If you're asking because VICE has been seen as being a guy audience, I would just say that's changing. There is a different woman correspondent for each segment of this series—each with a gift for asking questions in a way that doesn't dictate the answer, and all responding as a human being, not a talking head. All of those women correspondents were chosen by VICE, and the result is the closest thing to being there yourself.
AW: There are eight segments. How did you determine which eight issues to focus on?
GS: We could have done many more—we're talking about more—but we wanted to start with a global series that made clear that no country is without anti-female violence. For instance, child marriage is a fact of life in many countries, and in Zambia, we could tell a personal story, and also talk to a woman high in the government and young women going on bikes from village to village to speak against child marriage. Women are not only victims, but strong and active. In Canada, there is massive violence against Native Canadian women, even though that country has been better than the U.S. about admitting, say, the generations of abuse in religious boarding schools that both our countries forced Native children into. In this country, we focused on mothers in prison because we may know that the U.S. incarcerates a bigger proportion of our citizens than any other country in the world, yet we only envision only men, and don't realize the intergenerational cost when those prisoners are parents, and especially, given lopsided responsibility for children, when they are mothers.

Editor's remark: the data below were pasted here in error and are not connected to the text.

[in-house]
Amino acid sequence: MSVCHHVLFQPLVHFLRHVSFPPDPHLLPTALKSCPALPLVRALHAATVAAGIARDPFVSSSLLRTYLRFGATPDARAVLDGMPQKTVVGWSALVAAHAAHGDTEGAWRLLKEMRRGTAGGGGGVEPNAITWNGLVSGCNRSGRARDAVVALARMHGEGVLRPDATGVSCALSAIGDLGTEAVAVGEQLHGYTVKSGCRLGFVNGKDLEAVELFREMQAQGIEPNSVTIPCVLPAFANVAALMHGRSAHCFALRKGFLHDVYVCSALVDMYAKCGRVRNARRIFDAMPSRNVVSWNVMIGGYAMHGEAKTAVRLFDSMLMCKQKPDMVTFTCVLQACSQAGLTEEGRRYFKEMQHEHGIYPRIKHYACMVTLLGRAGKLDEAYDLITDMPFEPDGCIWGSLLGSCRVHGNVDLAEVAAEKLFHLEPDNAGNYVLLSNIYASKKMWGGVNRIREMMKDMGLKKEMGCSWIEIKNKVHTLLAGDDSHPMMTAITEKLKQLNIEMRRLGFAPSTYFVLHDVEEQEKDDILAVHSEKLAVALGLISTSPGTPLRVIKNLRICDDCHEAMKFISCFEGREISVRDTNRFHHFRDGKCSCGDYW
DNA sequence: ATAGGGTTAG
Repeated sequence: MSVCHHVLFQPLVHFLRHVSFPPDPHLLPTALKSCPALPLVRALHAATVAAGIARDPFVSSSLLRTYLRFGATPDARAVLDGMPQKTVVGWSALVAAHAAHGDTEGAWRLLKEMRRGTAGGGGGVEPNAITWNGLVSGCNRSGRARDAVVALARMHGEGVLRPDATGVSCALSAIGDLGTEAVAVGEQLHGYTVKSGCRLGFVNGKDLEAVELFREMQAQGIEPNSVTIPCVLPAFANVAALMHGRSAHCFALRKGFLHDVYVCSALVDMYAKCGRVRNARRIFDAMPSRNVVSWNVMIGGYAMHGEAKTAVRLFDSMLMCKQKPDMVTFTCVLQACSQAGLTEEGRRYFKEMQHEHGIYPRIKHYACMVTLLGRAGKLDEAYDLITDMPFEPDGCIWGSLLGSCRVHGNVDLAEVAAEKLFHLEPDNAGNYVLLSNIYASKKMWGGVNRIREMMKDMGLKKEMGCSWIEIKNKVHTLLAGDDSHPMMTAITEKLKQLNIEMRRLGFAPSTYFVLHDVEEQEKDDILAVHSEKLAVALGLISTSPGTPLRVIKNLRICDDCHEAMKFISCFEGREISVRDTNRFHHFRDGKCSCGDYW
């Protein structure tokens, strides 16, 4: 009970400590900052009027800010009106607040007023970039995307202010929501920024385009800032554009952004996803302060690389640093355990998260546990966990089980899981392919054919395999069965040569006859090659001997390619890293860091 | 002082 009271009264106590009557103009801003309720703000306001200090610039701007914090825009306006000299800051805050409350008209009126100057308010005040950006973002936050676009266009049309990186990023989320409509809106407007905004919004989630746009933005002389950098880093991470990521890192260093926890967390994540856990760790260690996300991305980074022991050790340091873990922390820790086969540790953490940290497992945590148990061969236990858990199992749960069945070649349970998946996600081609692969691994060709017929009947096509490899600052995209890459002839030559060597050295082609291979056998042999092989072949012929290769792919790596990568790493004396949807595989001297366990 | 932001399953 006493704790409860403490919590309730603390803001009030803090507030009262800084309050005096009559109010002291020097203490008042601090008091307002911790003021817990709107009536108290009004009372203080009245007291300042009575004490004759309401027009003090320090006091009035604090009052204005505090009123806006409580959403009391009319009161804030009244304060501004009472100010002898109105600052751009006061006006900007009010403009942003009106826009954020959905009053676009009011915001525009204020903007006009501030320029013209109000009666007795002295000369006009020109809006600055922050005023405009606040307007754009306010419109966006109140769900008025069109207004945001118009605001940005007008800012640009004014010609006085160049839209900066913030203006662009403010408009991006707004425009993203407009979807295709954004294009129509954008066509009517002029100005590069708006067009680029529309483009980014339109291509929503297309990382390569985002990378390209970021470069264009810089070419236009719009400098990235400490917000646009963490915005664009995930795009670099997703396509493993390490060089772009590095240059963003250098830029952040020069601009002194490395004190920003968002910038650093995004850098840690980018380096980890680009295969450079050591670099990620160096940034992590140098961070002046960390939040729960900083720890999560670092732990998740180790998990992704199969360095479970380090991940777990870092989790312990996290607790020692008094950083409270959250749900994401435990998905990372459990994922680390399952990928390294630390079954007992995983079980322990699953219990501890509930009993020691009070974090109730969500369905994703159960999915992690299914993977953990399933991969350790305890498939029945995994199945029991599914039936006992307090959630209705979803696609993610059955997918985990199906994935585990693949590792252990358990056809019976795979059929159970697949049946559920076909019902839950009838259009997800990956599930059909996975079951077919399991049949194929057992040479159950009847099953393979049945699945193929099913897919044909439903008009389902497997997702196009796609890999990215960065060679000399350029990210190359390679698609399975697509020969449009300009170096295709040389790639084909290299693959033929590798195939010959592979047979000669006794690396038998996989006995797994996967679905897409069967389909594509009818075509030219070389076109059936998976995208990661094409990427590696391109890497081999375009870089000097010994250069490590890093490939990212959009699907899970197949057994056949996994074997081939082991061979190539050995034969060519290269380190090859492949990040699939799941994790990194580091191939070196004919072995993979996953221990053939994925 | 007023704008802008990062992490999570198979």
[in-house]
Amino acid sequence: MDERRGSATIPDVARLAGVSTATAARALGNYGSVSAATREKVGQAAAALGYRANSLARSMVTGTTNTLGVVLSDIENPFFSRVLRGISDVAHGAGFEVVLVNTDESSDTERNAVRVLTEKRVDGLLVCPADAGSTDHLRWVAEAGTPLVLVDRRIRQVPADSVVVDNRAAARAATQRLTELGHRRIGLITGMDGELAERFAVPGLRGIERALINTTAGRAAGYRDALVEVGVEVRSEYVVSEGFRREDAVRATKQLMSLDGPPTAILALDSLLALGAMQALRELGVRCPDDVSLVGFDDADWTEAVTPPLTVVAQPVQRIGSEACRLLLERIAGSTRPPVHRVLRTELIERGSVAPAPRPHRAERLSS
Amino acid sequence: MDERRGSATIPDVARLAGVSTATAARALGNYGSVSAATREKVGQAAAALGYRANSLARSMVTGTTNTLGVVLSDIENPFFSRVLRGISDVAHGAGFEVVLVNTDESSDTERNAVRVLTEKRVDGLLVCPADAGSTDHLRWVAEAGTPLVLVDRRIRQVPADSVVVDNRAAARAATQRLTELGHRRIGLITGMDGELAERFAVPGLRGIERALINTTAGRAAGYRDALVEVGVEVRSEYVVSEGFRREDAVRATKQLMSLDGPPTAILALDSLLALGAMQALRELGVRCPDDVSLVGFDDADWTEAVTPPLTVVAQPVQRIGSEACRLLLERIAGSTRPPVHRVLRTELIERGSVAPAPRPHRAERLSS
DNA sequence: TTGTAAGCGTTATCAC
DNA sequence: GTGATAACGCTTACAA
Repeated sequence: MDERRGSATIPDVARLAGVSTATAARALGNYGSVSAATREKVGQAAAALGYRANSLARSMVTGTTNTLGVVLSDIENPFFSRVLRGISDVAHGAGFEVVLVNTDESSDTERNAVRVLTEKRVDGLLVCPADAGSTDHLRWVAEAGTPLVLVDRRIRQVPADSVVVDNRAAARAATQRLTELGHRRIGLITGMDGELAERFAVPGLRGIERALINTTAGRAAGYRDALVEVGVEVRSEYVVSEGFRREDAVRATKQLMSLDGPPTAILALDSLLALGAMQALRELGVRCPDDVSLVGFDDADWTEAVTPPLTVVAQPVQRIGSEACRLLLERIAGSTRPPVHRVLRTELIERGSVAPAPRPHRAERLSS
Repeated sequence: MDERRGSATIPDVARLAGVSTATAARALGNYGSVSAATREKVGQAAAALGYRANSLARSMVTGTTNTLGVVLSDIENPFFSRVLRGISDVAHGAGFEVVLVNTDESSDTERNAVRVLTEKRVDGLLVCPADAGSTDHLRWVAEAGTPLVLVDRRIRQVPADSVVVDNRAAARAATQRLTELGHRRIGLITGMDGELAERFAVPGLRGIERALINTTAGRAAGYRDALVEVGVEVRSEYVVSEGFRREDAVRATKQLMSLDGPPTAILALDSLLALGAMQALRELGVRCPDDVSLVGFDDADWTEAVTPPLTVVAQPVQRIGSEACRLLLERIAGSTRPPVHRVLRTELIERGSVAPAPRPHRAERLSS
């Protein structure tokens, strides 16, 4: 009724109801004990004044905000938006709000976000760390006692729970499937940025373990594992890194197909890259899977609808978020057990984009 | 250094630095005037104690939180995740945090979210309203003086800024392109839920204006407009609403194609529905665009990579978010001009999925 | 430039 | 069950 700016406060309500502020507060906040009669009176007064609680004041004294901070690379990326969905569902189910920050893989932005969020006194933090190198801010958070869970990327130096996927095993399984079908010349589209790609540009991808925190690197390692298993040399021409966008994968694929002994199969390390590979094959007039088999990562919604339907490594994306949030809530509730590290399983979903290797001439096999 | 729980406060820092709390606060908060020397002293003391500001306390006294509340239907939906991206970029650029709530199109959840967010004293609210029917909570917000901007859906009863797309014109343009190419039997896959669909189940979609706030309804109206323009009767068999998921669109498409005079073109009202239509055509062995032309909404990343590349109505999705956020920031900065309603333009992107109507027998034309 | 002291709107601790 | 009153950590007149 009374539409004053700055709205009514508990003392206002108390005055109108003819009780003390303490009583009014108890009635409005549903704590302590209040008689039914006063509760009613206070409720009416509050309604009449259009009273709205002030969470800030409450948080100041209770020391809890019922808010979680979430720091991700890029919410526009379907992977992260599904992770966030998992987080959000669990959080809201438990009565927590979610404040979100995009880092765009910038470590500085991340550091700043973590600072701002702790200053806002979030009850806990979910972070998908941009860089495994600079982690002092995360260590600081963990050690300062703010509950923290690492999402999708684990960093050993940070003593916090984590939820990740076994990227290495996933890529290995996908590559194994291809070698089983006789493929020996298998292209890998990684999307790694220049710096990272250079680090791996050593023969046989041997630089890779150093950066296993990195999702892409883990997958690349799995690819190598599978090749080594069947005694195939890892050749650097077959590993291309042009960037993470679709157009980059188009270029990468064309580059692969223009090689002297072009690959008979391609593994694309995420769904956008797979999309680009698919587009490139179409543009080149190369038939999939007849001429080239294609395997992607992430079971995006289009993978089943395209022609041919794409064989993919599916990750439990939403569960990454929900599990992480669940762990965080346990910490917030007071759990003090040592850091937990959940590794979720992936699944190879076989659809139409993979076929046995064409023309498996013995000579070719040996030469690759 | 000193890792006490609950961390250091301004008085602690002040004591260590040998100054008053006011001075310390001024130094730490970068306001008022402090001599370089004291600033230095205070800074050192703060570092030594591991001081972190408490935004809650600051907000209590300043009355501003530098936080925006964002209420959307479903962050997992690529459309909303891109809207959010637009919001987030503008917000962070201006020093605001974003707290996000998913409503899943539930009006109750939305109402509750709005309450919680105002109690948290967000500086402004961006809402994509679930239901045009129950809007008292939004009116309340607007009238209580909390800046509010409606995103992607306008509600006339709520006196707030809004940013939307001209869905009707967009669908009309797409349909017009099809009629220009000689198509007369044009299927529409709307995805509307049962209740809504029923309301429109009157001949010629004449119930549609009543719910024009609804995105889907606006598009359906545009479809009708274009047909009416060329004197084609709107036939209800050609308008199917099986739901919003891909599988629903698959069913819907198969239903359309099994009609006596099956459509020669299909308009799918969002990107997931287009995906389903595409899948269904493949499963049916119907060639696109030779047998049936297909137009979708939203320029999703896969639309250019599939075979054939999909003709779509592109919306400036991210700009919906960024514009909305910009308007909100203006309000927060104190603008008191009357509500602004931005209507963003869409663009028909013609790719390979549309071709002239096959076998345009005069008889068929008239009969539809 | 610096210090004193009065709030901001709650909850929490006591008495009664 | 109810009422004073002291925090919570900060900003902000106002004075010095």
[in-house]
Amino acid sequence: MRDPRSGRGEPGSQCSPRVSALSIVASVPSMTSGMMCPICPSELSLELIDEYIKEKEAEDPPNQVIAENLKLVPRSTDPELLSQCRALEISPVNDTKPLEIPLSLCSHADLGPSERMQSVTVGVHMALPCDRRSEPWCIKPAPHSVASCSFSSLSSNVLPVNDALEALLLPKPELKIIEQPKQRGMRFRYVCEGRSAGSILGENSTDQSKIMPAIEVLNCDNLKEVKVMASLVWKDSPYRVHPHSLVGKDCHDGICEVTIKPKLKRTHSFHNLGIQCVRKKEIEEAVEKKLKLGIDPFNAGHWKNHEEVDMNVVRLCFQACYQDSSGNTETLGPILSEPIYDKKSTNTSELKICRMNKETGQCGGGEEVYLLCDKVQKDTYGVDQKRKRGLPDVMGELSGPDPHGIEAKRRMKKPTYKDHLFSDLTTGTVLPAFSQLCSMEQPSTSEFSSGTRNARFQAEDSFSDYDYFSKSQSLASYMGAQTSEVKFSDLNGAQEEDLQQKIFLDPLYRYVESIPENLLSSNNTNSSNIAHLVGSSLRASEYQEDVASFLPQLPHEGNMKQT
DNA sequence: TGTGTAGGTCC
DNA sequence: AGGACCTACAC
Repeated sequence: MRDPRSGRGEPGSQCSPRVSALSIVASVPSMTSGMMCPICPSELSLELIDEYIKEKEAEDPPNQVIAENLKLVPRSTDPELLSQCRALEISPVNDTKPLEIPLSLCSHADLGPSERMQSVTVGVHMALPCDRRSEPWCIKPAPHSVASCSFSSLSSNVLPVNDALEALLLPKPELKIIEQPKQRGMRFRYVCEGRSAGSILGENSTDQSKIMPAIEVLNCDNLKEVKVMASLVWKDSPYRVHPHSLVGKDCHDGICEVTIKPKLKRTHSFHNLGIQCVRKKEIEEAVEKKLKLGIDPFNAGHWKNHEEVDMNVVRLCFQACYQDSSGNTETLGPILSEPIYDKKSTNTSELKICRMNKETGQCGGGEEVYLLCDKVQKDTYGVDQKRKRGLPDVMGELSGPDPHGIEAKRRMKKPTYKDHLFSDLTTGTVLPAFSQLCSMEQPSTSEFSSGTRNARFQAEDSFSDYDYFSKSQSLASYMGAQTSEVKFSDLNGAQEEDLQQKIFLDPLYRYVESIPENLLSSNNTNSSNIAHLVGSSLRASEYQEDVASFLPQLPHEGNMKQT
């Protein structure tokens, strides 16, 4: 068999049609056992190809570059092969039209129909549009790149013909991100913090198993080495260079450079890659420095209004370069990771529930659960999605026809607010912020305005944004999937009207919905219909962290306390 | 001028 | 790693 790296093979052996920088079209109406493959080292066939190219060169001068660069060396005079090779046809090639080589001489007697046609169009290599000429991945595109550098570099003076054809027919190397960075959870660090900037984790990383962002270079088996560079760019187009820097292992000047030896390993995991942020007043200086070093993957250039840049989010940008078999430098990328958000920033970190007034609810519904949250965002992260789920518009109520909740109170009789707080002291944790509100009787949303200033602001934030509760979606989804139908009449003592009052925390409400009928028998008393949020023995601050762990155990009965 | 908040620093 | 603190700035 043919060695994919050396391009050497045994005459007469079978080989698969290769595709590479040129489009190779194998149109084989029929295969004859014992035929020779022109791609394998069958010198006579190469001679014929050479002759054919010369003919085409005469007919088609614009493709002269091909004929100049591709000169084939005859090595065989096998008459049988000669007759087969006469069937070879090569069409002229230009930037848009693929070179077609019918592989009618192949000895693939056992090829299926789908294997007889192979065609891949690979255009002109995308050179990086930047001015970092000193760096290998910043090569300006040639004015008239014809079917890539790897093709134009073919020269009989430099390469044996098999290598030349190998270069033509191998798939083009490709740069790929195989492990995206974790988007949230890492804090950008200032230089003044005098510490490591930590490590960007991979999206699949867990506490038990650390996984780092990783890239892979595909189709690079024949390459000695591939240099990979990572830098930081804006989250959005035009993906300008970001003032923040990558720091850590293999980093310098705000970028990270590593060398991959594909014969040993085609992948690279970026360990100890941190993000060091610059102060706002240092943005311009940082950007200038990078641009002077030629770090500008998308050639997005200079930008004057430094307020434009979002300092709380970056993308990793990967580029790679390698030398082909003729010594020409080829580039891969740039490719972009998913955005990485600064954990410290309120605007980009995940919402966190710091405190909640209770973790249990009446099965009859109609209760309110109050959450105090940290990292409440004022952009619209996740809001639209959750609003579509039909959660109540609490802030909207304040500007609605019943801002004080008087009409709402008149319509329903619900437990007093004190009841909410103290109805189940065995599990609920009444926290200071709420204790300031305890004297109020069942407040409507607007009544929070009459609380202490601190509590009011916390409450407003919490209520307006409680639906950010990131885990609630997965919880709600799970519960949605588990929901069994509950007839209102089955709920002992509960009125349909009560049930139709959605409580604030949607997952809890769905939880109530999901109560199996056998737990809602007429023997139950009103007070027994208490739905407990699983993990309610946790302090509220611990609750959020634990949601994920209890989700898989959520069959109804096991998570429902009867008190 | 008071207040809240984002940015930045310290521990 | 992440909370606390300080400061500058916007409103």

"We now know that we're not crazy, the system is crazy."
AW: You have spent most of your life fighting for greater rights for women. Where have you seen the most change?